As local food insecurity worsened, Virtua launched the Eat Well Mobile Grocery store, funded through philanthropic donations, to serve as a supermarket on wheels that brings healthy affordable food each week to communities in need. And now that the COVID-19 vaccine has become available, Virtual has set up clinics that are vaccinating thousands daily.
“But these innovations are only possible with the support of our partners, from neighborhood groups to corporations, to educational institutions to philanthropic foundations,” Pullin said. “We can do so much more together than we can separately.”
Rising Tide Capital
This nonprofit, led by CEO Alfa Demmellash, was founded in 2004 with a mission to transform lives and communities through entrepreneurship. RTC helps entrepreneurs in disadvantaged communities by providing them with training, mentorship and access to funding for promising ventures. RTC’s Community Business Academy serves a network of over 3,000 entrepreneurs in New Jersey and three other states.
Working in collaboration with nonprofits, higher education institutions, corporations and public agencies, Rising Tide Capital has provided $100,000 in grants to New Jersey-based entrepreneurs that have been affected by the COVID-19 crisis.
“We are living through one of the toughest times of probably are entire lifetimes,” Demmellash said. “And this collaborative approach is essential for us to be able to rebuild the economies of the future… The Rising Tide Mission would not be as effective as it is if it wasn’t for the many funders, universities, churches, nonprofits and a variety of industries and investors coming alongside so many entrepreneurs…,” she said.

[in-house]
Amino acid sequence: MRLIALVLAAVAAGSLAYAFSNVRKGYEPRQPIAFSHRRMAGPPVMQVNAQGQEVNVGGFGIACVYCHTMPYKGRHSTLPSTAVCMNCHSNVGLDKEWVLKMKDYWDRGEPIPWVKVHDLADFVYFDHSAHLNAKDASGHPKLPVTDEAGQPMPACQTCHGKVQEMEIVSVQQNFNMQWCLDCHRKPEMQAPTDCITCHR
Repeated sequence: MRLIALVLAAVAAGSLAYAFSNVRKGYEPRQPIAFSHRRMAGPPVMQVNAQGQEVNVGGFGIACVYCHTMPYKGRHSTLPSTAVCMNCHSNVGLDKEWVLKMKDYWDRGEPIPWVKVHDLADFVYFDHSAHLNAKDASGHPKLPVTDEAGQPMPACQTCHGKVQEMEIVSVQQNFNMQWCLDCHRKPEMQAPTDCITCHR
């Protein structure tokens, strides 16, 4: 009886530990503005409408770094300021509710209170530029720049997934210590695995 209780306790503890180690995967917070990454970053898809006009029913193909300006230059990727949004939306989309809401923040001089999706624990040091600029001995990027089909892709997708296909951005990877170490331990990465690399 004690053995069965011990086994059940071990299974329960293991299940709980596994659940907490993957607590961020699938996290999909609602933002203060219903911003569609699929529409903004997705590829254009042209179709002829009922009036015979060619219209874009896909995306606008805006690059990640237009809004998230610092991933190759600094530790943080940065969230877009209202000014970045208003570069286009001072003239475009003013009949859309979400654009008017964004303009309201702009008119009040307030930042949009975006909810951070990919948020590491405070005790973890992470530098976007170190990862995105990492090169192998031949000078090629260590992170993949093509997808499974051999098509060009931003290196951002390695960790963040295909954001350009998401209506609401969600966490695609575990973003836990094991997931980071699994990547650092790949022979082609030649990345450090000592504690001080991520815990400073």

Northfield Bank originated more than 1,400 Paycheck Protection Program loans totaling over $150 million to help small businesses save the jobs of more than 13,000 workers in the communities Northfield Bank serves. The bank is now a participating lender in the second round of the Paycheck Protection Program, which began last month and is dedicated to helping very small businesses in underserved communities.
“We take great pride at Northfield in making a difference in the community, and it’s organizations like all of you that make our neighborhoods a better place to live and work,” said Northfield Bank President Steven Klein.
As the philanthropic arm of PSEG, the PSEG Foundation prioritizes investments in the environment, safety, STEM education, workforce development and diversity and inclusion initiatives. Most recently PSEG Foundation announced a $2.5 million commitment to help respond to the impacts of COVID-19 in New Jersey communities. The foundation is directing grants to regional nonprofits, such as foodbanks and organizations that are helping people suffering from the medical, social and economic impacts of COVID-19.
“This has been a very trying year for all of us,” said Calvin Ledford, president of PSEG Foundation. “We’re approaching the one-year anniversary of the impact of COVID-19 on the state of New Jersey. Food insecurity substance abuse, loss of employment … have impacted our communities. We’re trying to be very purposeful and focused on where we aim to provide support and resources in response to the impact on the communities we serve.”
To view the entire video of the awards ceremony, go here or click on the video below.